As we move from the age of mandate into the age of guidance there is enormous opportunity for procurement pros to make themselves known and heard…
SAP Ariba’s Vice President, James Marland, believes that the procurement function is moving from what he calls the Age of Mandate into the Age of Guidance – and that’s a great thing.
“The Procurement Department seemed to consist of people who delighted in saying ‘no’. In order to get anything bought by the organisation you had to jump through a whole series of hoops: but that’s not really how people want to engage with their suppliers.”
He argues that an advisory role is by far the preferable option; “procurement needs to be helping people to do their jobs, not getting in the way. If too many barriers are put in front of them people will just buy it in a different way, perhaps putting it through an Expense Report.”
‘Advisory procurement’ is not a controversial suggestion by any means. As James highlights, almost all areas of our business are transitioning to become more advisory in their approach. HR, for example, are likely to discuss with their employees how to manage their pensions, rather than dictate to them how it must be done.
In the past, IT might have handed you a laptop to use but now many organisations employ a ‘bring your own device to work’ scheme.
“The Age of Mandate was very much about rules and policies: telling people what they can’t do. And really, in Procurement we interposed ourselves into our stakeholders’ business process: kind of ‘got in the way’. And we were measured on savings.”
But now we can measure procurement on much more important things.
How procurement can guide the organisation
Procurement is in a truly unique position to impart organisation-wide change whether it’s managing risk or encouraging a more purpose-led approach to business. But these changes have to be executed in the right way.
‘Why can’t I buy it online, it’s cheaper than the corporate catalogue?’
This is the sort of question procurement teams are all too used to hearing from different areas of the business.
But huge, branded corporations have to be extremely careful when it comes to managing their supply chains and supplier lists. No one in the UK could forget the huge 2013 scandal that occurred when horsemeat was found in some of the processed beef products sold by a number of supermarkets. You might also remember that Tesco, Iceland, Aldi and Lidl were all implemented and exposed by the press.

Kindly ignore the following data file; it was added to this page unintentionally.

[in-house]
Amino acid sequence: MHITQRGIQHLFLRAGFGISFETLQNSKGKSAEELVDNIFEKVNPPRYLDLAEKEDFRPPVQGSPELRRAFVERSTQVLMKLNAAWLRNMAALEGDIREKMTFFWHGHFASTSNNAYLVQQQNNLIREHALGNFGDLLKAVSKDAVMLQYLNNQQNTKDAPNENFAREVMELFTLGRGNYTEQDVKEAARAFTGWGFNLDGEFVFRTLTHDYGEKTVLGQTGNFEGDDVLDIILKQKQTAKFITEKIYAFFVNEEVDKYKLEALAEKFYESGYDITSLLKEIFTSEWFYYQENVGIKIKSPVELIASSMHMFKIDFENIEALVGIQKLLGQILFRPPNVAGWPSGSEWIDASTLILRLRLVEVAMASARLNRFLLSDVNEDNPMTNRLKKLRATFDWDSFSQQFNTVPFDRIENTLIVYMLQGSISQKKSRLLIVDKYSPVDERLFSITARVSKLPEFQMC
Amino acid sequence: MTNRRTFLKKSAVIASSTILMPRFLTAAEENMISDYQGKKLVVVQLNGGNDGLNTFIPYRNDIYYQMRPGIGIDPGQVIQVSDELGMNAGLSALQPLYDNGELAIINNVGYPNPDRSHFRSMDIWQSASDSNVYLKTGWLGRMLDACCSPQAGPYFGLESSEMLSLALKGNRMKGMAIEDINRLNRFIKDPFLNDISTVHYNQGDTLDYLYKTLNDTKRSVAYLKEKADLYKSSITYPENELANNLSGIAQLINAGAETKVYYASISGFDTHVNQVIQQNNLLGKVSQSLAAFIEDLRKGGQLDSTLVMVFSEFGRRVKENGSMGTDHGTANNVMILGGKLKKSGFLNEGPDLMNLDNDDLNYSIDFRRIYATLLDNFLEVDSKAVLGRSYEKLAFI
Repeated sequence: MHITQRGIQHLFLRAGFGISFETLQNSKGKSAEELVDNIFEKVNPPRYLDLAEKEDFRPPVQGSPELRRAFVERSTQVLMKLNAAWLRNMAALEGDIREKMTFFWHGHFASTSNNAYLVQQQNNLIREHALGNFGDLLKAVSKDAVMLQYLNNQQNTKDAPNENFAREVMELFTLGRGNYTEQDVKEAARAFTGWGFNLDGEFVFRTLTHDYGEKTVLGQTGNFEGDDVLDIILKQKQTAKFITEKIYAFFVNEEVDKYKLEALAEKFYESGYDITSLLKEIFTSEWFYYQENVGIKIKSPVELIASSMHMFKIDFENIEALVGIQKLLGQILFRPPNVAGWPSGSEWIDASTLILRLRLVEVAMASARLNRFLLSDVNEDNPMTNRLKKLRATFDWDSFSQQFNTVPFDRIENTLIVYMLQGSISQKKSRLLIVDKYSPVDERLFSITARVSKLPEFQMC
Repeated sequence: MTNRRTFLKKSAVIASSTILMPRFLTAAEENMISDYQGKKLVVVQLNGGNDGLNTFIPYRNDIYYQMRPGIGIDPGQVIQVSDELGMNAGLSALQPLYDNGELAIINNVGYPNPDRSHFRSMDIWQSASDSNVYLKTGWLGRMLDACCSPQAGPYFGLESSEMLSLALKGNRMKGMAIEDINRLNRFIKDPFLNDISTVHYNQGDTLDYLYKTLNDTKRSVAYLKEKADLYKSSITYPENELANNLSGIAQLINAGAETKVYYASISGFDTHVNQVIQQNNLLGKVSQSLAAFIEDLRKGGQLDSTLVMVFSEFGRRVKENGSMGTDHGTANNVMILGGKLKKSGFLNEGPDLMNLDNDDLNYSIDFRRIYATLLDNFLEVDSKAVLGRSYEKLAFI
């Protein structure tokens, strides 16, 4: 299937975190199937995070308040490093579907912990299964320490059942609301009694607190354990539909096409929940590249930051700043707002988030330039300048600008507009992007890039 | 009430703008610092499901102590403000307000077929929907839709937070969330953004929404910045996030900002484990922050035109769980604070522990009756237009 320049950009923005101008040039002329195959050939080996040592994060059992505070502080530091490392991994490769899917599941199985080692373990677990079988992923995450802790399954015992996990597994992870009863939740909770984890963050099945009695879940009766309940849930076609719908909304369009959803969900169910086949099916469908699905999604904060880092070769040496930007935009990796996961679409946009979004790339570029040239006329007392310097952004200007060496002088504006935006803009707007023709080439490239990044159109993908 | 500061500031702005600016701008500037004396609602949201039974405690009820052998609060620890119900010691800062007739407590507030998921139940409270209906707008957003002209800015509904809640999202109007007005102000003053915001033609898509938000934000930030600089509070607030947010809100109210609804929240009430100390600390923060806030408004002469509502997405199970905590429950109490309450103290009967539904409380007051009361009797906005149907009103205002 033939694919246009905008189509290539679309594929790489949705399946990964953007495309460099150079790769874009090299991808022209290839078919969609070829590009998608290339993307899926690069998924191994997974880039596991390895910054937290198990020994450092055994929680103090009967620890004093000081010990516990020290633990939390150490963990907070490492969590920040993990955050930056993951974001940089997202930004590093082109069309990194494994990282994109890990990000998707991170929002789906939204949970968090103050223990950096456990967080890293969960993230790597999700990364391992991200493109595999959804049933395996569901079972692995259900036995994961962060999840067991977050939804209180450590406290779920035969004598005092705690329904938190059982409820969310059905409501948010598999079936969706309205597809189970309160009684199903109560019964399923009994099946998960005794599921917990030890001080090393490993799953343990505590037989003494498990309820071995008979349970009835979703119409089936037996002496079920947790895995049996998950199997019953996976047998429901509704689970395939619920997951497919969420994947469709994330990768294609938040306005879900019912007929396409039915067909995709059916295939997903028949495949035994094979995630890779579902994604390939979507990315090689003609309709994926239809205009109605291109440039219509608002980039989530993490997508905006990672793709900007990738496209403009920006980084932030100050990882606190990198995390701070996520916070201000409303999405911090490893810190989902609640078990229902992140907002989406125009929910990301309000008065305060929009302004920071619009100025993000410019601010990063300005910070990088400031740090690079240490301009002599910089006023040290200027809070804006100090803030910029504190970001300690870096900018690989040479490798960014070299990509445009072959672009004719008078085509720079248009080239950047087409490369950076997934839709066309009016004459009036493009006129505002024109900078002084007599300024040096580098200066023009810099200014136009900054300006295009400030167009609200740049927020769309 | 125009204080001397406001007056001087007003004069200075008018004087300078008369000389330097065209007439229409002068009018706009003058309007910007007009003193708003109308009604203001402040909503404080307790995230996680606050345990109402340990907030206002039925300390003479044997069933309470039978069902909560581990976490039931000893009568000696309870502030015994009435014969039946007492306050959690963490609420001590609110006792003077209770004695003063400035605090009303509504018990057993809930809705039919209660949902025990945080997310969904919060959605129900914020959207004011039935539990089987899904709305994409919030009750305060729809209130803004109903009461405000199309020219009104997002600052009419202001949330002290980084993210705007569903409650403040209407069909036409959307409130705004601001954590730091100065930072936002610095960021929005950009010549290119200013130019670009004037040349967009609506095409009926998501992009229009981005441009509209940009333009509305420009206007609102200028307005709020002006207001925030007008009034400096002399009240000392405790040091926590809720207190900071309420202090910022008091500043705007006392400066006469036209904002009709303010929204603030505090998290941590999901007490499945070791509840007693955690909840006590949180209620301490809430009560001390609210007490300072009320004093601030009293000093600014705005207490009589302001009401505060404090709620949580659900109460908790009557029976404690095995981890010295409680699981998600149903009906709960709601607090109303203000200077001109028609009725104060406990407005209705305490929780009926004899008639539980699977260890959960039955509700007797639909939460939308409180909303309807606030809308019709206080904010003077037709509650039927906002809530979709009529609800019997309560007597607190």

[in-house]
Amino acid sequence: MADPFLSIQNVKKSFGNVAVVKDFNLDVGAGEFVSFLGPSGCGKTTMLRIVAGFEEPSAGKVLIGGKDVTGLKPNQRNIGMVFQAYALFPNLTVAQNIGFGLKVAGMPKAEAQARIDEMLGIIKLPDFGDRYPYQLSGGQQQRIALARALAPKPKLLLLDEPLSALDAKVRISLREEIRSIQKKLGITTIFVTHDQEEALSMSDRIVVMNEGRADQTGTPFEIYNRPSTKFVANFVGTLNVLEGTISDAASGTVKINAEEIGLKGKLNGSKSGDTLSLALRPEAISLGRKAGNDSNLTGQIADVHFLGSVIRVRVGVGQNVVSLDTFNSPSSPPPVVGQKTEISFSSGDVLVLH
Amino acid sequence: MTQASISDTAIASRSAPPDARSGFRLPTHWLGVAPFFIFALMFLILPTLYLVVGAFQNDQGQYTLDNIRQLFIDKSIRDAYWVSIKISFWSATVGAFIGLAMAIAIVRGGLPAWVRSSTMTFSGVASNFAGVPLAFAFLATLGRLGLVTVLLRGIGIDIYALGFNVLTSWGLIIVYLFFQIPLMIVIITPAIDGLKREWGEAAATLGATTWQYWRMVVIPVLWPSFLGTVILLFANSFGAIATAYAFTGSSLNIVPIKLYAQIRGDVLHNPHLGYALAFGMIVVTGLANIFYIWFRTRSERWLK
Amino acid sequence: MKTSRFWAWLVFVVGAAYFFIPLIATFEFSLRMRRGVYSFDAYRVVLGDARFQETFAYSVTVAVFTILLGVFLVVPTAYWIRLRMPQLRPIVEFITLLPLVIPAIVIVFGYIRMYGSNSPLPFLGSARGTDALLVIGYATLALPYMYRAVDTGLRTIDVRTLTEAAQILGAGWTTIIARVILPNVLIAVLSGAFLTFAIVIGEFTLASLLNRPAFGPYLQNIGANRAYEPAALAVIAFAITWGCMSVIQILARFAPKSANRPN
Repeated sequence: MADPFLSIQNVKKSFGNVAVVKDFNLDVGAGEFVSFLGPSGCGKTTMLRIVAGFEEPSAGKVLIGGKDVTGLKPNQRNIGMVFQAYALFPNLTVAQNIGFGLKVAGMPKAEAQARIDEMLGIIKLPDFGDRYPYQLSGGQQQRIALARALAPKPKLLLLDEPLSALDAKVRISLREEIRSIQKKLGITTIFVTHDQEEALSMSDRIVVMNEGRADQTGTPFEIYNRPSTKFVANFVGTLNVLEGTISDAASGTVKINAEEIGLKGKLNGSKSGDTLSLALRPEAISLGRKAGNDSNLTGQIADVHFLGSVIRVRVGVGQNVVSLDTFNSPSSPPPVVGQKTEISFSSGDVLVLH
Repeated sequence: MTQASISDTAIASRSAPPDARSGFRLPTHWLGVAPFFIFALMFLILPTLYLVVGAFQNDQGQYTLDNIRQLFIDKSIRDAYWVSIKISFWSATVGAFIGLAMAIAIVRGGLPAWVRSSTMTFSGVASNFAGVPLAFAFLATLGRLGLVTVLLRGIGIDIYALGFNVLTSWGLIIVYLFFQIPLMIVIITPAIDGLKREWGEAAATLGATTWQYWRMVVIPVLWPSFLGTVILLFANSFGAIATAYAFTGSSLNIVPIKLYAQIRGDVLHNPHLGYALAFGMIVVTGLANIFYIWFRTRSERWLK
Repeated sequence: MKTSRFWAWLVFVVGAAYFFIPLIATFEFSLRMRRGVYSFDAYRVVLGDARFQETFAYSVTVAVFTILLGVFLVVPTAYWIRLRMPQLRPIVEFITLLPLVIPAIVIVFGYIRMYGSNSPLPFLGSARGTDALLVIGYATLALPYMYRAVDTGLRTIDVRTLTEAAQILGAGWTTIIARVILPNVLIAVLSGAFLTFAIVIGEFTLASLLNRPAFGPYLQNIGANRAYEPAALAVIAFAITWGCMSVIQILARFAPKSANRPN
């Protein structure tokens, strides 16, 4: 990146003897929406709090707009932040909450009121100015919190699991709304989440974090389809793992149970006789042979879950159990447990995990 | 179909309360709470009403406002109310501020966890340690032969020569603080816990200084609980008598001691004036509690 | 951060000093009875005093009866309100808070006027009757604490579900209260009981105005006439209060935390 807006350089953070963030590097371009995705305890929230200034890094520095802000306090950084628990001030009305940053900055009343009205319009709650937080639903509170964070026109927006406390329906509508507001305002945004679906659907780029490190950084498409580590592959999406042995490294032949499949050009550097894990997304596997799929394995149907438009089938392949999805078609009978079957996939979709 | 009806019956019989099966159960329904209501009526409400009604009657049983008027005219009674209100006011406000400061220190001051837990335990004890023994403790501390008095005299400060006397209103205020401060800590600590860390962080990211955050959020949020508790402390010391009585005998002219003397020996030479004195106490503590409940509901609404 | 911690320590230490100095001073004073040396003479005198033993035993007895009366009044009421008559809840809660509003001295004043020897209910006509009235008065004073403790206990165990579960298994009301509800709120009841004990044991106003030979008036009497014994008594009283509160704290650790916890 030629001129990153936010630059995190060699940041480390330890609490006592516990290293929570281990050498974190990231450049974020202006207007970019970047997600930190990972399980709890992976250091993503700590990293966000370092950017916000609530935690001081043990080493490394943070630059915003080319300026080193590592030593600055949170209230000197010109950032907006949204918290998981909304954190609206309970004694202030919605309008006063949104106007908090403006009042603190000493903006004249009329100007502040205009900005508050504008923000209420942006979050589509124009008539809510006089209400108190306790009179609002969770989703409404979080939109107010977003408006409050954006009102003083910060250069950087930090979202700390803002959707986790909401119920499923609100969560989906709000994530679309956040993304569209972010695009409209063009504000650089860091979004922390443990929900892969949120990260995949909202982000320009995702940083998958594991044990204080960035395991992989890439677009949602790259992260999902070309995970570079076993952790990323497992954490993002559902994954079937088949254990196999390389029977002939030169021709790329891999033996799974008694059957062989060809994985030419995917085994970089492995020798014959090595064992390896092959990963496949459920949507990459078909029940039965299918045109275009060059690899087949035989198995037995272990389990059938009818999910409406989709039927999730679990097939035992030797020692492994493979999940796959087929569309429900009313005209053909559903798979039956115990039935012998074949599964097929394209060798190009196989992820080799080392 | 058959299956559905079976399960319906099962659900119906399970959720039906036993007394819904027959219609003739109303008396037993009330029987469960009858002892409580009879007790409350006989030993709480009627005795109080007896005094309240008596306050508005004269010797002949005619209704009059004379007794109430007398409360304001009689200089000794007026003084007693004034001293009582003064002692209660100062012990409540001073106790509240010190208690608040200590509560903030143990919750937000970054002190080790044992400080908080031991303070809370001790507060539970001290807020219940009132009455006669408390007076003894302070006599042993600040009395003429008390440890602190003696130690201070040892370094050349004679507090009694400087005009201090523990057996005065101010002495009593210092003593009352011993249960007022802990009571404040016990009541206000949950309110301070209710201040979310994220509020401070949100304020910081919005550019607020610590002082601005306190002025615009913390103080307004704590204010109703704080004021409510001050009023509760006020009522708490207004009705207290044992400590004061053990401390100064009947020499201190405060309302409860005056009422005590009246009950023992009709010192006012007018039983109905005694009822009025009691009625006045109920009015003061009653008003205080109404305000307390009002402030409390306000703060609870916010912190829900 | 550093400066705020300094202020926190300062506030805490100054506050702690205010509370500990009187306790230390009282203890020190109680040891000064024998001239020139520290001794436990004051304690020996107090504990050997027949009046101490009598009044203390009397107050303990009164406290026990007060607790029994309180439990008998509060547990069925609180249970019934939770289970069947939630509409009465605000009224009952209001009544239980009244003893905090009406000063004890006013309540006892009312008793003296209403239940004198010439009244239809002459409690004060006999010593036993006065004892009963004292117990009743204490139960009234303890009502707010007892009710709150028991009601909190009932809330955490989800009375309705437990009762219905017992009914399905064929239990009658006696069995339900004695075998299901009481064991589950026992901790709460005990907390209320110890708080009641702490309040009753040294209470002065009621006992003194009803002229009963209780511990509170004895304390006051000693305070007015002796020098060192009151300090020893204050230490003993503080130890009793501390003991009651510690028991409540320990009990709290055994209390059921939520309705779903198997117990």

Of course, it wasn’t their suppliers who bought the horsemeat. It wasn’t even their supplier’s supplier’s supplier’s supplier.
But we always remember the brands.
“Historically, procurement hasn’t done a brilliant job in explaining this sort of risk to the business” James argues. But rather than simply saying no “we need to be able to offer a range of solutions to the business that still allows them to buy what they need to buy, whilst removing the fear and risk of things like poor ethical practices in the supply chain.”
“It must be easy for users to consume. Not, for example, complicated supplier lists that no one knows about.”
In other words; whilst an organisation might send out a mandate from the top that, for example, they want to buy more locally, it won’t necessarily work if the procedures aren’t put in place to make it possible.
A business striving to make the office more accessible can’t succeed by simply adding another dozen questions to every RFP.
Instead, procurement can implement systems whereby inclusive filters are automatically applied.
“You need to make it so it’s easier to do the right thing than to do the wrong thing,” James explains.
So why does James think procurement is best placed to guide the business in doing the right thing?
Put simply “we spend all the money.”
“You can boycott your corner shop and that’s great. But if procurement can persuade a big mining company to employ local people differently that could have a huge impact on the world.”
“A lot of social change is about placing large resources that a company has into the economy. Most of the transactions in the world, 80 per cent are B2B and most of that comes through a procurement desk.
“We’re privileged to have such an effect and it’s a responsibility that we are stewards of the global economy.”
James Marland, Vice President – SAP Ariba, spoke at last month’s Big Ideas Summit. Check out his interview here.